Yesterday I posted that I would try to create more routine into our lives. To carry on with that theme: today is ‘soup day’ to fit in with the Scaffold’s song. There is one other thing I am going to introduce that is to have one particular activity to get up for in the morning.
I recall during periods of depression being haunted with not knowing how to fill my day. It’s quite frightening when you don’t know how to fill your time and the whole day is before you. As Maureen’s dementia progesses she has lost track of how to fill time, because she has forgotten her daily routines. I made a start on this yesterday and Maureen seemed pleased that we would try to visit her Aunty Ethel. Unfortunately it didn’t happen and by the afternoon Maureen had no recollection of our plans. We will visit Ethel some other time and she will regale us with all sorts of stories about Maureen’s childhood.
Today we are hoping to make a trip to Grimsby. That will give us an opportunity to get one or two things that we need. I am hoping that we will be successful in making more progress on the underwear front. Maureen is getting really distressed yet again that most of her underwear is uncomfortable. It will also give us a chance to move on an early morning exchange
As we were chatting in bed this morning, Maureen mentioned that we had not found a radiogram. I will need to look back but I think it is a couple of weeks ago that we were talking about possibly buying a radiogram. In the time that has passed since the idea first surfaced I don’t think it has come up again. So all this ,as are other aspects of Maureen’s presentation, is fascinating to me. I try to be optimisic about the potential for Maureen to improve her short-term memory, and I find this morning’s conversation confirmation that we may be on a helpful route on our journey with dementia.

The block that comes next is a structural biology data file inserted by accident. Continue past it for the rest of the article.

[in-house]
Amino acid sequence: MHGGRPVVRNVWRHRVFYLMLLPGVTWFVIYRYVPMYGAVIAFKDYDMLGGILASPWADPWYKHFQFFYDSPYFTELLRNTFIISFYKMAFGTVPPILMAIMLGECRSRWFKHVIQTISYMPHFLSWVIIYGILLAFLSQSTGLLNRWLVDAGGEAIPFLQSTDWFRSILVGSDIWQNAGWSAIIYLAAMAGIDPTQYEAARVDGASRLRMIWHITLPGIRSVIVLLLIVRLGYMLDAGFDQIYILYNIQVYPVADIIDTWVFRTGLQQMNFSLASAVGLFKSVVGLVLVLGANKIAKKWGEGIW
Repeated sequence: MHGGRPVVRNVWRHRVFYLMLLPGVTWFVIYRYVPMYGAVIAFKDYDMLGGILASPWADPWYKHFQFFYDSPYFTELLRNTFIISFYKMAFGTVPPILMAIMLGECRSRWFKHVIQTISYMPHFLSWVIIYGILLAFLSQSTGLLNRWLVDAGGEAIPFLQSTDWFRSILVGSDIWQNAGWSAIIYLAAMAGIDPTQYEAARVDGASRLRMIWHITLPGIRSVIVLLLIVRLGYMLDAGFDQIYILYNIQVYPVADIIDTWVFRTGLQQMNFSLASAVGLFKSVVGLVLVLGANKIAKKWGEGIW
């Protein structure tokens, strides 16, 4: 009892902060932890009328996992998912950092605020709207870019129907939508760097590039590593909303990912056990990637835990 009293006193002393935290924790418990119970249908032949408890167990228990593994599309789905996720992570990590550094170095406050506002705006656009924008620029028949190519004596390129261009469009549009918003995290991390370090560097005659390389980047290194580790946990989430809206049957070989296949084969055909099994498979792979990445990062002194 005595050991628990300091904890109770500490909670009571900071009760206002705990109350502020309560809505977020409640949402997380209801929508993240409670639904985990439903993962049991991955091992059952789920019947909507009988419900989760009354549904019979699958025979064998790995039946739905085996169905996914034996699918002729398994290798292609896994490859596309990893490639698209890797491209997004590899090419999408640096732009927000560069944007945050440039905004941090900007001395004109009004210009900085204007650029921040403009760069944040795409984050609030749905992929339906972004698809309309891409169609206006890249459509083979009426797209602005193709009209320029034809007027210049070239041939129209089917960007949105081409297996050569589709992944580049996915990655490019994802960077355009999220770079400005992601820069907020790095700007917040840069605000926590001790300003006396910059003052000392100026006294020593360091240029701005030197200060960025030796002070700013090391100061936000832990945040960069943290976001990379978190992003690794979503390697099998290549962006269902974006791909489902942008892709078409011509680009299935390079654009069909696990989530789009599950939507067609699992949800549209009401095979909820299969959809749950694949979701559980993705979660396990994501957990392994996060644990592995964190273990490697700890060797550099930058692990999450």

There is no doubt that stroke has had a massive impact on Maureen’s cognitive, and functional capacity. When she is good she is very, very, good but when she is bad she is awful. Her energy levels are clearly a significant factor as it takes so much more out of her to process, and tiredness soon sets in. When we overdo it she can sleep for England, and often her greatest confusion surfaces shortly after waking.
I often don’t know how to play the ‘dementia game’. From what I can see there are no rules, only guidelines to help you get by. My instinct suggests if I don’t nudge towards exploring the radiogram it will be forgotten; buried in the routine of the day. I don’t think I can risk that happening as the potential for cognitive stimulation in searching for a radiogram is significant.
The general advice for the brain is: ‘use it or lose it’ and searching for a radiogram takes us along that path.